GUVERCIN: South Korean laborers are heavily overworked
Opinions Column: The Bigger Picture
Gwarosa, is a Korean term that denotes one of the most harrowing epidemics prevalent in South Korean society: overworking. According to recent statistics quoted by The New York Times, South Koreans work an outstanding 240 more hours per year, or an extra month of 8-hour work days, than Americans do. Furthermore, the average number of hours a week South Koreans worked last year came to approximately 38.9 hours, making South Korea the country with the longest work hours among the members of the Organisation for Economic Co-operation and Development, rivaled only by Mexico.
Imagine waking up every day with a single purpose to go to work and make a living. You come home late so you barely make it in time to tuck your kids into bed at night. You have only a few hours of rest and time to yourself, which are consumed by thoughts about work anyway, before you have to wake up and do it all over again. You look in the mirror and realize that this is what you are going to do until you are too old to take care of yourself and have a lot of time to regret not spending more time with your family. When one’s work consumes one’s entire life, vital factors such as personal relationships, mental health, spiritual well-being, physical stability and overall satisfaction from life deteriorates and engenders a highly pessimistic and hopeless outlook on life. Couple this with living in a society that emphasizes Confucian values and considers six-day work weeks to be the norm, and it is no wonder that South Korea has one of the highest suicide rates in the world.
Official figures have revealed that overworking was the leading cause of hundreds of workers' deaths in 2017, according to The Week. Furthermore, research for 2017 reported that suicide is the fourth most common cause of death in South Korea, making it the country with one of the highest suicide rates among high-income OECD nations. Why is overworking leading to suicide? South Korea rapidly began to industrialize in the 1960s, making a quick economic recovery from the Korean War and establishing famous companies like Samsung and Hyundai. A huge influx of jobs and a cultural, collectivist emphasis on national success fueled the over-commitment that currently characterizes the gwarosa phenomenon. Moreover, South Korean culture, which is highly influenced by Buddhist and Confucian values, emphasizes hard work — particularly for the patriarchs in the family that work long hours as a badge of honor. According to The New York Times, South Koreans also suffer from a work culture known as gapjil, which denotes the highly “imperious sense of entitlement that authority figures feel over their employees, whom they expect to wait on them and cater to their whims." The culmination of these elements leads to a poor professional atmosphere and harsh work life that engenders such negative sentiment among workers.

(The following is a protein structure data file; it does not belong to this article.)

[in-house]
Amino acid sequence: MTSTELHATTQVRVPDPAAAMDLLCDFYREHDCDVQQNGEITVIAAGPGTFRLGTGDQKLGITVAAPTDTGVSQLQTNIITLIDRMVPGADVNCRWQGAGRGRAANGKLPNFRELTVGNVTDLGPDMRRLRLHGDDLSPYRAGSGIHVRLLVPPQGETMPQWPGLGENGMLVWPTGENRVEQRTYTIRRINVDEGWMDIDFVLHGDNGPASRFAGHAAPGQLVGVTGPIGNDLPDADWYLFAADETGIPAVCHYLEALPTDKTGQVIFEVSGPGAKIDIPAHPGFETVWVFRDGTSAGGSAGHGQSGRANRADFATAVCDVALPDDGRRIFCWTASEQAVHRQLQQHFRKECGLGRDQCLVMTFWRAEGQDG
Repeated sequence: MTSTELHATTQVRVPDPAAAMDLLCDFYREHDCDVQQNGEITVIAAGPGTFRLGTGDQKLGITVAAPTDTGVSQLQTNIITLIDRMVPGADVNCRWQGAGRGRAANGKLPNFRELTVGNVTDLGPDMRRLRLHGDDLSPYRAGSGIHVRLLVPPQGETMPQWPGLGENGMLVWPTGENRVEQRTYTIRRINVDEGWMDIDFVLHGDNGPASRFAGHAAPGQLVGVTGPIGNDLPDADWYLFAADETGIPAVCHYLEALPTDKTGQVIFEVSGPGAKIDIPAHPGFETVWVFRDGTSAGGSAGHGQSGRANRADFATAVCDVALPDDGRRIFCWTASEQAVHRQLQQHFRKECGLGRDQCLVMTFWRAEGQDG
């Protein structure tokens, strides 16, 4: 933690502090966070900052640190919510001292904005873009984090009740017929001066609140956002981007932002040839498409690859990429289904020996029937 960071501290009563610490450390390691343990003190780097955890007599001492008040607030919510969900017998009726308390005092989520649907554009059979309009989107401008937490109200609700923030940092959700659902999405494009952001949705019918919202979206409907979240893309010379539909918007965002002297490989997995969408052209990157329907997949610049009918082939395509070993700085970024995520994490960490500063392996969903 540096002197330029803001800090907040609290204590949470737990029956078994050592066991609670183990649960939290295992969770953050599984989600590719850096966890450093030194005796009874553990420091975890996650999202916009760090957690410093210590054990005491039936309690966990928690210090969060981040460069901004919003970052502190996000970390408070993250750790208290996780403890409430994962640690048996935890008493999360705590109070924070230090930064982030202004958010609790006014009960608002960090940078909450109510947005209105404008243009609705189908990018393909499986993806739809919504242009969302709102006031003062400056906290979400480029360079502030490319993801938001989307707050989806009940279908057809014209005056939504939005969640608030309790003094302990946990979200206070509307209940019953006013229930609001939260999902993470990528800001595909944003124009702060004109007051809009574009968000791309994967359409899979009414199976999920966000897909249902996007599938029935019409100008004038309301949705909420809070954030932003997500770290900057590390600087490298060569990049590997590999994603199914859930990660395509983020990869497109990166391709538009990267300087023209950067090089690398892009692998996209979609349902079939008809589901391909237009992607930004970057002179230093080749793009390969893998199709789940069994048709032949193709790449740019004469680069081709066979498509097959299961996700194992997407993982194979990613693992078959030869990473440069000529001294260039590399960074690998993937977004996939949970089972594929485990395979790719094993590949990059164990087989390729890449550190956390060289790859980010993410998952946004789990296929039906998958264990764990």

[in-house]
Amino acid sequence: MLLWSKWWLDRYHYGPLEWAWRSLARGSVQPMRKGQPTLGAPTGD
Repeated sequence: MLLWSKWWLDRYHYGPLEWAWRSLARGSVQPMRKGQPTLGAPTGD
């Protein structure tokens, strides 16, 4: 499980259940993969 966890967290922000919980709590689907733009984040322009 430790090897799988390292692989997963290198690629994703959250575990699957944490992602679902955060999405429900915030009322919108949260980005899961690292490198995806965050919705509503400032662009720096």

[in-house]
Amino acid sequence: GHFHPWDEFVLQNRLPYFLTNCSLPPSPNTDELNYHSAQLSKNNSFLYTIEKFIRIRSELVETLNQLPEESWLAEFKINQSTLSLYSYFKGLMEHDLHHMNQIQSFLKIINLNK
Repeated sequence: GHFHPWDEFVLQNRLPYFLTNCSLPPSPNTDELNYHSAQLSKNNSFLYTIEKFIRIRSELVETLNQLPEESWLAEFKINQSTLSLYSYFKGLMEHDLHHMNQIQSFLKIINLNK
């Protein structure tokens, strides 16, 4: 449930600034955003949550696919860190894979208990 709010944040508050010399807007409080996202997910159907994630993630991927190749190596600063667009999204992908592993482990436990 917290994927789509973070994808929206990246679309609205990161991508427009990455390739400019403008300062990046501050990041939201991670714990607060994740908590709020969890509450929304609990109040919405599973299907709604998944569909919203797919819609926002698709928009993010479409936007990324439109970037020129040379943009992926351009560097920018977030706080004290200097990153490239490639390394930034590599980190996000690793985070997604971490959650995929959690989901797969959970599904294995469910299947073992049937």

Another very important fact to consider in the analysis of this epidemic is the fact that mental health and counseling is highly stigmatized in South Korean society. Due to fear of social repercussions and isolation, as well as an inordinate pride in family reputation, many South Koreans do not seek treatment for mental illness. Furthermore, counseling is avoided because it is perceived as a source of shame and a harbinger of one’s mental weakness, which does not reflect well on one’s professional and social reputation. According to estimates made by the South Korean Health and Welfare Ministry, “out of the 90 percent of those who committed suicide due to a mental illness ... only 15 percent of those people received any form of treatment." In turn, self-medication through social media use, religious gatherings and, unfortunately, alcohol has been ubiquitous among workers. Despite its extremely harmful effects, it is more socially acceptable to abuse alcohol than it is to visit a psychiatrist to address mental illness. The implications of this harsh truth reveal that despite the fact that many of these workers likely suffer from severe depression and anxiety, which are fueled by work-related stress, they are unable to medically address these issues and are forced to live a life of suffering.
In the face of a growing national crisis, President Moon Jae-in and the National Assembly of South Korea passed a law that cut the maximum weekly work hours down from 68 to 52. Unironically, many businesses opposed the law as it reduced labor, but with goals like creating more jobs, boosting productivity and even increasing the country’s birth rate, it is evident that such an enactment was more than necessary. Moon said the legislation would be an “important opportunity to move away from a society of overwork and move toward a society of spending time with families.” Within the next few years, hopefully we will see vast strides in the addressing of this issue and witness a cultural shift that values the individual over labor.
Dilara Guvercin is a School of Arts and Sciences sophomore double majoring in philosophy and psychology. Her column, "The Bigger Picture," runs on alternate Fridays.
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